The most popular and best ways are drive a rental car, or take a bus tour. More hardy adventurers can ride a bicycle. Public transportation is not a very efficient way to get around, unless you have lots of time available. Public buses do run to many of the villages, but service is not frequent or very convenient, geared more for local residents than tourists. Trains go to several towns, including Moreton-in-Marsh, Kingham, and Charlbury, with nearby stations outside the Cotswolds, at Cheltenham Spa, Kemble, Stroud and Bath, but there isn't a train network that runs throughout the Cotswolds itself.

Bus tours are usually day-trips, with several different itineraries that can be combined to provide a thorough look at the most beautiful places.

Two excellent mini-coach day-tour providers are:

Mad Max, departures from Bath.

Go Cotswolds, departures from Oxford, Moreton-in-Marsh and Stratford-upon-Avon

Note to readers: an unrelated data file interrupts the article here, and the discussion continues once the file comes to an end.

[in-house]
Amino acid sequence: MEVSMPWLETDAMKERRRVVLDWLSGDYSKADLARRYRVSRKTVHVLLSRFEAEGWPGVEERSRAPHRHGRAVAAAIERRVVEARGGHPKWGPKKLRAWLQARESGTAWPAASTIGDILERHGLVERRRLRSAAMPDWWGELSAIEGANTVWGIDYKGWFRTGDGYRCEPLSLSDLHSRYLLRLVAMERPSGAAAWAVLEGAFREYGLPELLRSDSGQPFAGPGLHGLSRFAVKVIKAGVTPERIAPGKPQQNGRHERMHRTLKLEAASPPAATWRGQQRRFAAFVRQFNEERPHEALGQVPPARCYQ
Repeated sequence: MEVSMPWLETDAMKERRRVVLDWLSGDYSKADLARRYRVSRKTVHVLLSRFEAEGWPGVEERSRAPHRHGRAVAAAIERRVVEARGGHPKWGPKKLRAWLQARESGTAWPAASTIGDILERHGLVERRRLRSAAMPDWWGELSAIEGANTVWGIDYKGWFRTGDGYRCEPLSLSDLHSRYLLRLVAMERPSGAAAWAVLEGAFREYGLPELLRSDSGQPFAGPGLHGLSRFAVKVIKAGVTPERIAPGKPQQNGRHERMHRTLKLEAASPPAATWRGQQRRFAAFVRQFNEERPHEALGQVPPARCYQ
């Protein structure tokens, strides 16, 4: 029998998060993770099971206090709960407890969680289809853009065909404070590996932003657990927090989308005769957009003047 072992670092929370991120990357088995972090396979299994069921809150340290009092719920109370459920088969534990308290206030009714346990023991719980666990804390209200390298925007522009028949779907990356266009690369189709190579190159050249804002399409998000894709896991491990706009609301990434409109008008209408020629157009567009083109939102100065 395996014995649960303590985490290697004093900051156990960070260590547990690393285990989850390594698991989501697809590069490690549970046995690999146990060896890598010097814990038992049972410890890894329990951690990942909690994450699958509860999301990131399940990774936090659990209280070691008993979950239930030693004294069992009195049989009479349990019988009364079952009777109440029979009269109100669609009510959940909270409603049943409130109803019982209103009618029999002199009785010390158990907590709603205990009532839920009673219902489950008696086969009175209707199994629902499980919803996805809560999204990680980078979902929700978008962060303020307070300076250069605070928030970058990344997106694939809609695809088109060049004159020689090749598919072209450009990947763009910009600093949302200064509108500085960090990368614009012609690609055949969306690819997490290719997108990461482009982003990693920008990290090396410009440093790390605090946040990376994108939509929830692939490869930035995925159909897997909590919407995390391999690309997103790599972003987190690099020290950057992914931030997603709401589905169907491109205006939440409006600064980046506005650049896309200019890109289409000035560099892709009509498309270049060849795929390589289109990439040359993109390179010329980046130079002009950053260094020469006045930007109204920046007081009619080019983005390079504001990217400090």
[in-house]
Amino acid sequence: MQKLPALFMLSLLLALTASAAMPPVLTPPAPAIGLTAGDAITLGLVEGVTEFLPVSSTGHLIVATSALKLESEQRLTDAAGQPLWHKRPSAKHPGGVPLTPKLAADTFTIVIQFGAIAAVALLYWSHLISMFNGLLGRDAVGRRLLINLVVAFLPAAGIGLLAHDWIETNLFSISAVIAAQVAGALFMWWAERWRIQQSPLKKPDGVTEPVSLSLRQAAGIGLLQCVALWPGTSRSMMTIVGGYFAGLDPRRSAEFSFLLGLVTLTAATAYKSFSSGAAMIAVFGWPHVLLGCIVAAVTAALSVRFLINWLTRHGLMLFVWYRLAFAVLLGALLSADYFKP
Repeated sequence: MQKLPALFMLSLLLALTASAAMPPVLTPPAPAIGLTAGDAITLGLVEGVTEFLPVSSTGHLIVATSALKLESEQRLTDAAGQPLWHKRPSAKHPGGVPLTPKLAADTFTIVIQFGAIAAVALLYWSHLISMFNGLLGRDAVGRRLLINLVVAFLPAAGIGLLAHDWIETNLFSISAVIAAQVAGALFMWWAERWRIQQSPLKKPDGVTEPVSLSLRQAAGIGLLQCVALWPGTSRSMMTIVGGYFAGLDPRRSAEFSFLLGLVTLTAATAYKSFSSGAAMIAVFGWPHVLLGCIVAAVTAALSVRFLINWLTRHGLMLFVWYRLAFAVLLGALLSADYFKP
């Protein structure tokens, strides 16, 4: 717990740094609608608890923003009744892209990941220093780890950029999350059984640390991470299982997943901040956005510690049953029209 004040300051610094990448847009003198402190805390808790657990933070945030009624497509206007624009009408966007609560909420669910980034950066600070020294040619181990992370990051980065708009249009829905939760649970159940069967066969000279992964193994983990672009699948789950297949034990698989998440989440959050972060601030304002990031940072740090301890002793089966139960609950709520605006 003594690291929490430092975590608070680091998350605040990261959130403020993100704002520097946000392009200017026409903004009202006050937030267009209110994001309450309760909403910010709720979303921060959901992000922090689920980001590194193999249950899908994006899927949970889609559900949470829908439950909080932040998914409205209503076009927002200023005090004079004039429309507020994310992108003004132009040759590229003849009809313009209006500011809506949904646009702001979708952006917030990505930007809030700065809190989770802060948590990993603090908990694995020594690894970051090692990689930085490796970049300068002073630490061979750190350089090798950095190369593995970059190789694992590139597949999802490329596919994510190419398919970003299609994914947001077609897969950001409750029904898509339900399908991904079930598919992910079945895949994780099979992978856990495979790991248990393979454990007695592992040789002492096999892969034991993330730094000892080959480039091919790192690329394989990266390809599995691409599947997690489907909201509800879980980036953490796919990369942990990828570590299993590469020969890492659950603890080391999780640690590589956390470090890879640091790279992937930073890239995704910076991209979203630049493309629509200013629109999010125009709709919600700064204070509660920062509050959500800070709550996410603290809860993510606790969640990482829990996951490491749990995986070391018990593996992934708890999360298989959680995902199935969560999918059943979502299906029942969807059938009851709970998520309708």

Go Cotswolds offers three itineraries:

Cotswolds Walks & Villages

Guided walks, with mini-coach connections: Walk a section Cotswold Way, and visit Broadway, Broadway Tower, Burford

Secret Cotswolds

Broadway, Burford, The Rollright Stones, Guiting Power and Stanton

Cotswolds in a Day

Dover’s Hill, Chipping Campden, Snowshill, Stow-on-the-Wold, Bibury, Bourton-on-the-Water

Map of Cotswolds villages

Cotswolds Villages Described

These detailed pages provide complete stories and videos about several popular Cotswold villages:

Brief descriptions of many more Cotswold villages:


In the charming village of Broadway itself, explore antique stores, art galleries, and perhaps catch a performance at the renowned Cotswold Playhouse.

The name says it all—Broadway boasts an unusually broad High Street, flanked by charming shops. Here, you’ll find a delightful mix of boutiques, cafes, and curiosities.

Broadway Tower

Ascend this 18th-century folly for panoramic views that stretch across 16 counties. On a clear day, you might even glimpse the Malvern Hills in the distance.